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Comments on: Tackling Accessibility on The Web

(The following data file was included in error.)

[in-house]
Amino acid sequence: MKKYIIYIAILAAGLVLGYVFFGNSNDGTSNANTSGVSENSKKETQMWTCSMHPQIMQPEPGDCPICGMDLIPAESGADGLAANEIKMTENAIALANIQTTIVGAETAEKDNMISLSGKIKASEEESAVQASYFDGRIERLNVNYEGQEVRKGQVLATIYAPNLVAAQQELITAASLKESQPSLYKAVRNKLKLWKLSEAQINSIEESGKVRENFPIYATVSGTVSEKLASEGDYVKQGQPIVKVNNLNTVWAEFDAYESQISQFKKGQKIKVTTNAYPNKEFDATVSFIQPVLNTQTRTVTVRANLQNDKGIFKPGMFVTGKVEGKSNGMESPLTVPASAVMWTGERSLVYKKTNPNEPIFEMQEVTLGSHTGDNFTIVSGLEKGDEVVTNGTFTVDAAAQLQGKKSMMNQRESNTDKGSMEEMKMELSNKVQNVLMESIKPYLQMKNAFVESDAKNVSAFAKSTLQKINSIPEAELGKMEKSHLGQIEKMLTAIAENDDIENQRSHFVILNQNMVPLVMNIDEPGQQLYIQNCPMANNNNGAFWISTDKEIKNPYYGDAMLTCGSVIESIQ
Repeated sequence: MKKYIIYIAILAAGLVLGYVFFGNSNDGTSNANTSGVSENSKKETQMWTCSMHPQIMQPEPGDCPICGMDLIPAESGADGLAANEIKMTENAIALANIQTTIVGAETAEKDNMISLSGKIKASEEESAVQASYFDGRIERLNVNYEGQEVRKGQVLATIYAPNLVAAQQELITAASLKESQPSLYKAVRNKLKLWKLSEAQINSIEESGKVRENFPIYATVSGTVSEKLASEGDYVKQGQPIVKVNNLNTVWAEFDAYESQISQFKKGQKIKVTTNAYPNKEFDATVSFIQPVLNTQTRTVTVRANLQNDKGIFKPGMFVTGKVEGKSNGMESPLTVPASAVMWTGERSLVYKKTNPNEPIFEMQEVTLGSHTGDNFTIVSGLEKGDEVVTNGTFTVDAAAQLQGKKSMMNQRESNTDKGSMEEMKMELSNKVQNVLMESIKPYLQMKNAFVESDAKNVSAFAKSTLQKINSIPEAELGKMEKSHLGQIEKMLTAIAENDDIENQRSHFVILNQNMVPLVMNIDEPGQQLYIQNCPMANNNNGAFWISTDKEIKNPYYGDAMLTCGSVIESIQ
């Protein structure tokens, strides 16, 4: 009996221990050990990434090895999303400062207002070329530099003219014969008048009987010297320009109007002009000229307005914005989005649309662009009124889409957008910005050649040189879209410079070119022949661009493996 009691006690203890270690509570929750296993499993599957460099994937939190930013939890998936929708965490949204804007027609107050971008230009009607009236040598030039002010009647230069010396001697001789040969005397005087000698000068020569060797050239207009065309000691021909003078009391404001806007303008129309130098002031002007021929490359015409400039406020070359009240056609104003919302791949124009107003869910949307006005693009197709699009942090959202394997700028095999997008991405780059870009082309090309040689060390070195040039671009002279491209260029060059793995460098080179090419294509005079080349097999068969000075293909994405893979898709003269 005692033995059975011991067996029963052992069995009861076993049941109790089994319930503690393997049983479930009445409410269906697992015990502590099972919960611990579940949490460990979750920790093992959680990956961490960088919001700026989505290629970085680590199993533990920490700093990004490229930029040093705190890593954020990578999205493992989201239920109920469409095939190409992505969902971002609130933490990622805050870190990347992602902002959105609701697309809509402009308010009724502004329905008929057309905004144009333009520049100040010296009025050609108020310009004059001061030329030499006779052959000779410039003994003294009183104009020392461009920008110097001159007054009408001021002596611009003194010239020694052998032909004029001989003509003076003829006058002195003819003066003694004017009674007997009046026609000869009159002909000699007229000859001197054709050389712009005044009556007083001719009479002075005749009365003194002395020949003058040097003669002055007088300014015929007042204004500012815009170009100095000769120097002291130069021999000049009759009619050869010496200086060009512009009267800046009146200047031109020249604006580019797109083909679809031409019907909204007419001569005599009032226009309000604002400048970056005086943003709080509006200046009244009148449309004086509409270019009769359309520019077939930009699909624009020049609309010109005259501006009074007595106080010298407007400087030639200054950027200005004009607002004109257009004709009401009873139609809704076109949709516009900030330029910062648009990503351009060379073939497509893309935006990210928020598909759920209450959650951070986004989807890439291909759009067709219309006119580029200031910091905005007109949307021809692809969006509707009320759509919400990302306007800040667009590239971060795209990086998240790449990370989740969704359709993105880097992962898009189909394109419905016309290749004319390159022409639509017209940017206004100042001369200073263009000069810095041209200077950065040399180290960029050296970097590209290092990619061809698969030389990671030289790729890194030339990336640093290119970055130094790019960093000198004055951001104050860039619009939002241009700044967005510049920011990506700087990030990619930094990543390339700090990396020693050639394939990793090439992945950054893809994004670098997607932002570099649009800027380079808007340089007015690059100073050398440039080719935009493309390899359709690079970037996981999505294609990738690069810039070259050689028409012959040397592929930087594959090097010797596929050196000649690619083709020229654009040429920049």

Comments on: Tackling Accessibility on The Web Comments on: Tackling Accessibility on The Web Learn to code and change your life! By: CNSKnight Matt you might wanna check this: http://grammar.quickanddirtytips.com/who-versus-that.aspx By: Magento Development Accessibility is always on the top. Fabulous post on accessibility and it surely helps plenty of people as well. Matt, awesome work. Keep it up. By: Web Axe An OK article, but a few of the techniques are incorrect/outdated. The data table caption is for a *title*, not a description. Never use tabindex (except 0 and -1 for keyboard focus with JavaScript interaction). Title attributes on links (and in general) is no longer recommended; screen readers usually don't read them, browsers don't support them for keyboard users, and it's not supported (hardly) on mobile. Most implementations just have redundant information anyway. Also note that ARIA landmark roles are a good place to start learning ARIA, but there is much, much more to learn. By: Matt West Thanks Nina :) By: Nina Shaine Really good post, Matt! This will be helpful to so many people. I do have clients who are legally required to produce accessible websites and we have to do all of the things you outline in your post. I would also add that for more complex tables, the id attribute is also useful. Though according to an article I was reading, it's best to avoid complex tables as much as possible as they are poorly handled by certain screen readers but I digress... anyway, thanks for writing this super intro! By: Matt West Thanks Alan :) The tabindex attribute is definitely not something that is always need but it can be useful with some edge cases. Your thoughts on the use of title attributes on links are very valid, especially the point about important info in the title text. If it's important, it should probably be in the anchor text somewhere. I like to include title attributes because you never know what future programs might do with this extra info. It also helps out the group of screen reader users that do like to have the title attribute read to them. I really appreciate you taking the time to share your thoughts :) By: Alan Dalton Nice article, Matt. It's a great introduction to web accessibility. I particularly liked what you wrote about labels, images, and tables. I tend not to use the tabindex attribute. It's hardly ever necessary, and needs to be managed carefully in case it confuses users. See http://webaim.org/techniques/keyboard/tabindex I tend not to use title attributes on links, because most screen readers don't read them by default. Also, I'd never put important information in a title attribute, because that information would typically only be available to people who are using a mouse. See http://blog.paciellogroup.com/2010/11/using-the-html-title-attribute/